Sean Sullivan at the brewery, holding a glass of beer.
Sean Sullivan, former executive director of the Maine Brewers’ Guild, poses for a portrait at Liquid Riot Bottling Company in Portland, Maine. Photo by Alyssa Stone/Northeastern University

Although the brewery industry is now a strong player in Maine’s economy, that wasn’t the case when Sullivan joined the guild in 2013.

At the time there were only 45 breweries and selling legislators on the idea that beer could be Maine’s next economic driver was still a tall task. He remembers politicians literally laughing in his face when he would testify at public meetings.

“When I first started in this job, [the response] was like, ‘This is beer. Why should we care about the beer industry in Maine? It’s a vice industry. It’s not that important,’” Sullivan says. 

Sullivan started pitching the brewery industry as an extension of Maine’s local, craftsman-driven economy and a way to bring in more diverse audiences for Maine’s tourism industry.

“It’s not about the alcohol,” Sullivan continues. “It’s about people starting businesses in small towns that serve as community gathering spaces and provide an economic impact that goes far beyond producing a product to sell.”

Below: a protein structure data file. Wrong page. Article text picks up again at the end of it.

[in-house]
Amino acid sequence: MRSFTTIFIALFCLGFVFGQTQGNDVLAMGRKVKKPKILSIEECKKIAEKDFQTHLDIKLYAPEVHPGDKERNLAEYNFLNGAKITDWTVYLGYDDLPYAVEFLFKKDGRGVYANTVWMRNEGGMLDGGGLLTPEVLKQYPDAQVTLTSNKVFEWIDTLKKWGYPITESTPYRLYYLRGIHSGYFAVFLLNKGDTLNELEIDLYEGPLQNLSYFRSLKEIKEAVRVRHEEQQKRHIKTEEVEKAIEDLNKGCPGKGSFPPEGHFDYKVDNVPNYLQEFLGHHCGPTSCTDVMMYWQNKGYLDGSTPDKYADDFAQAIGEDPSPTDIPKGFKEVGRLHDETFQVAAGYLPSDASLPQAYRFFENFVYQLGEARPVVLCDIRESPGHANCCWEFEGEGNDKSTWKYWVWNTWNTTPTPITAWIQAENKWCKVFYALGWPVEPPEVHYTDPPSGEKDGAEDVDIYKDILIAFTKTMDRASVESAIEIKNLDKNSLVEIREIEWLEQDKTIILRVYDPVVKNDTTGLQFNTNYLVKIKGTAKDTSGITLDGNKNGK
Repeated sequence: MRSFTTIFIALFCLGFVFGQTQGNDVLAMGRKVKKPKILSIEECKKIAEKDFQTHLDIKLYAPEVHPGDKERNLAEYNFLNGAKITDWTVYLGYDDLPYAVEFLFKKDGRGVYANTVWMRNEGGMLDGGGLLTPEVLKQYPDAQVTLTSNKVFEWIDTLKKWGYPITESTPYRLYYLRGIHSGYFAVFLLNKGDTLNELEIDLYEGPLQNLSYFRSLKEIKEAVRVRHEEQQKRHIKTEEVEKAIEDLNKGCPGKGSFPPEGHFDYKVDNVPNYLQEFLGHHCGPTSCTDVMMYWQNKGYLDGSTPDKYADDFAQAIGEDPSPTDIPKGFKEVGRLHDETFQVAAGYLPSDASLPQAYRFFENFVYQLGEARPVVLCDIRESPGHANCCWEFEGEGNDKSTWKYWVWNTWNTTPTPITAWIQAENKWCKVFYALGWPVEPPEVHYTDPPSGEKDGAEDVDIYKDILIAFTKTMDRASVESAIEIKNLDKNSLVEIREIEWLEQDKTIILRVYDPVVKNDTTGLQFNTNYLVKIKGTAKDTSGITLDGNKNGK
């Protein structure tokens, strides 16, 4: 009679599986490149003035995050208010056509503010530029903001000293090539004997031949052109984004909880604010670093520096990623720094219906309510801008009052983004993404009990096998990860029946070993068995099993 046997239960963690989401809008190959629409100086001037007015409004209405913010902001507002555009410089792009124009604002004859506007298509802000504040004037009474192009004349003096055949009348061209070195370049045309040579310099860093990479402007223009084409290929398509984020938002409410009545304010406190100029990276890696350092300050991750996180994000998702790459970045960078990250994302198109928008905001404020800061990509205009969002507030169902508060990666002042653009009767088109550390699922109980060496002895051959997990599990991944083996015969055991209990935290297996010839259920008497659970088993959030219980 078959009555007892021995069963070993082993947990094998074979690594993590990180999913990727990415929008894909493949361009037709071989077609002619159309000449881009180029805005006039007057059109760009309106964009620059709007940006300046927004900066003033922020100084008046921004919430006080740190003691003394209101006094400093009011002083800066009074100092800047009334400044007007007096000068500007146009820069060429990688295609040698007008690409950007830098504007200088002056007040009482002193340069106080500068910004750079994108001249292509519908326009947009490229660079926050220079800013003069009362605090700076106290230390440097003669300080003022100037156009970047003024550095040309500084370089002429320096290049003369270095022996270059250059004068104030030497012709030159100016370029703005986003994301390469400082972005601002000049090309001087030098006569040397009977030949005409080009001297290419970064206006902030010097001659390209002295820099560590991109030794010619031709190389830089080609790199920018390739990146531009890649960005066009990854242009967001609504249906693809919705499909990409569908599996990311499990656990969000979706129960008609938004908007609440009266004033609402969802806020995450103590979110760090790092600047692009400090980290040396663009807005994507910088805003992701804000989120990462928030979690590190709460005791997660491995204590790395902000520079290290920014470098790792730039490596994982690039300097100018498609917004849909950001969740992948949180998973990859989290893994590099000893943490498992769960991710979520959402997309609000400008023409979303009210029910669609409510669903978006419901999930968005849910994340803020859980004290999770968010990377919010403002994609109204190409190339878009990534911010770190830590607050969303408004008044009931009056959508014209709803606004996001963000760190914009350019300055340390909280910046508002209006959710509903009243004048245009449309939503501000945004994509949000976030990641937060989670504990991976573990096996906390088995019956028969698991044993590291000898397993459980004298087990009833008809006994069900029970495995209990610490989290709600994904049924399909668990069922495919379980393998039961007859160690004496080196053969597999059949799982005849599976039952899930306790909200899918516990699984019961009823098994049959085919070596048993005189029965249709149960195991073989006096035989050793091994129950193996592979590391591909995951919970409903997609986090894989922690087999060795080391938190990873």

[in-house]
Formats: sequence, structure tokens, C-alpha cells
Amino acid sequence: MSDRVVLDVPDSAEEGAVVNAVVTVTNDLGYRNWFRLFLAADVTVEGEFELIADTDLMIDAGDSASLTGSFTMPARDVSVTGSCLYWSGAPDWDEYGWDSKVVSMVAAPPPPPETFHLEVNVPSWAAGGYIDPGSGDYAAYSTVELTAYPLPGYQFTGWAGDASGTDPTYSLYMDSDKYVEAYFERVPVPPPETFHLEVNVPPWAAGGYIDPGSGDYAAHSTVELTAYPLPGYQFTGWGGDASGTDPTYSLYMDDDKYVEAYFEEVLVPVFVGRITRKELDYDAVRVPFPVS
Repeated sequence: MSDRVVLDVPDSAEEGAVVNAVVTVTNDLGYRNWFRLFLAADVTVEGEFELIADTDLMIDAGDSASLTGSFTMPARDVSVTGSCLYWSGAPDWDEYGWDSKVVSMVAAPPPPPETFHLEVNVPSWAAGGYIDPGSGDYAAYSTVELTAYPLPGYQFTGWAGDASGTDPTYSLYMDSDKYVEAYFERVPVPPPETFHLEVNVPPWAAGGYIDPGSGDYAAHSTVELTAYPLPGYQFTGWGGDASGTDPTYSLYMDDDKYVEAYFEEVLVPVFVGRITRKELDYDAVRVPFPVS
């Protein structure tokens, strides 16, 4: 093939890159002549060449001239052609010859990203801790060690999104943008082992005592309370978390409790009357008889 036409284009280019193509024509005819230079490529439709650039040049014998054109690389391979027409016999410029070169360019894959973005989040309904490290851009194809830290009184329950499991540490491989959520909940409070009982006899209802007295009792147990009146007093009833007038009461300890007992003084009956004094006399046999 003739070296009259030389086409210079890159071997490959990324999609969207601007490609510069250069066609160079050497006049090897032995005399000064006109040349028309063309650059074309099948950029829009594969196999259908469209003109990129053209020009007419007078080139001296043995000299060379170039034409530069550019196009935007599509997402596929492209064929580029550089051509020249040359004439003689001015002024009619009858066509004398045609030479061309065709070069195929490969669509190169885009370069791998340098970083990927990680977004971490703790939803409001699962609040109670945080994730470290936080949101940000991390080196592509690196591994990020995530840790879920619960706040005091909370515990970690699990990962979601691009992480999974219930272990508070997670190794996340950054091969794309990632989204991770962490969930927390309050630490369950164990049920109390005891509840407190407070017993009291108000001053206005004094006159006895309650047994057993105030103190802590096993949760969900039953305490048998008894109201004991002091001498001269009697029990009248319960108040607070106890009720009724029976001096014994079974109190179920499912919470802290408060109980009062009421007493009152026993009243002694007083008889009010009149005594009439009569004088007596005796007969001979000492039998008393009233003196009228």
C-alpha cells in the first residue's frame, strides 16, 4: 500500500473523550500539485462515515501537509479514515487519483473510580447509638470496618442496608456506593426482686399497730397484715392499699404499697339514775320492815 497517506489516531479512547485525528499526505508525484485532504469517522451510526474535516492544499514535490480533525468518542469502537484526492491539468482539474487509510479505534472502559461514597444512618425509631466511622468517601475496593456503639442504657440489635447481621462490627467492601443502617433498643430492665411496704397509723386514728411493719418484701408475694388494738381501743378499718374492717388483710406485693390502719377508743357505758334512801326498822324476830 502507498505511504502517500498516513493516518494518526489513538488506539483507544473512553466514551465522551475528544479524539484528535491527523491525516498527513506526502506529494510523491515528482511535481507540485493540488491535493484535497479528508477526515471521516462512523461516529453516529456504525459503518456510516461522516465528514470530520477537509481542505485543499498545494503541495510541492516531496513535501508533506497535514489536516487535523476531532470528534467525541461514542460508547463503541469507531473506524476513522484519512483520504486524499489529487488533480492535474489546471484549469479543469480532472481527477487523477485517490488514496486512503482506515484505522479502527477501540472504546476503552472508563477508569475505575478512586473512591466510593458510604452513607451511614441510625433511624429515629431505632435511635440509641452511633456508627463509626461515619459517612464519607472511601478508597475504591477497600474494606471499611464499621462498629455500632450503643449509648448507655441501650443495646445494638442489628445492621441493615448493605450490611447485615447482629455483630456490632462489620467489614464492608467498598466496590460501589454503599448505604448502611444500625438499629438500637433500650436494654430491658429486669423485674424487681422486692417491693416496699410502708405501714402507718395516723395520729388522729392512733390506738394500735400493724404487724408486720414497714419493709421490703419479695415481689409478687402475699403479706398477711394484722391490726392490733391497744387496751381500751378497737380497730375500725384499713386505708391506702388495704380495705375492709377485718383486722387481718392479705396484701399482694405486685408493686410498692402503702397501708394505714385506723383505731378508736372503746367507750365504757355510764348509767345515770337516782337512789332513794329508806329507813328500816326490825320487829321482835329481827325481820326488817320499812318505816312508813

It also helped that the brewery industry was seeing some growth around the same time.

In 2011, Maine had passed laws that allowed breweries to sell beer on the same site where they make it, priming the state––and breweries––for new economic opportunities. Sullivan started seeing breweries open in cities like Bangor as Mainers jumped headfirst into brewing. Then farm owners started cashing in too, selling barley, which they were already growing, to local breweries.

In the decade Sullivan has spent with the guild, the number of breweries in Maine has jumped from 45 to more than 170. And the economic impact is immense, based on the guild’s most recent economic impact study.

“Incredibly, we found that, in terms of production and sales, [the brewery industry] was nearly on par with the lobster industry,” Sullivan says.

With all that he’s helped build, why step away now? Sullivan says his strengths and interests as an entrepreneur are in growth, and the Maine Brewers’ Guild now has the infrastructure in place to maintain and sustain its success. He also had a blossoming interest in new digital frontiers and the communities that were finding a home there. 

It was another growth opportunity––and the Roux Institute’s computer align program was the perfect chance to get started with helping Maine in yet another way.

“With the Roux, I saw an entity that has a really ambitious growth plan for the community,” Sullivan says. “I just see them as foundational in the economy of the future.”

“I want my son to see somebody who’s constantly trying something new,” Sullivan adds. “There’s a lot of people in Maine who want to make incremental change but only a few that want to make a serious, dramatic change.”

Cody Mello-Klein is a Northeastern Global News reporter. Email him at Follow him on Twitter @Proelectioneer.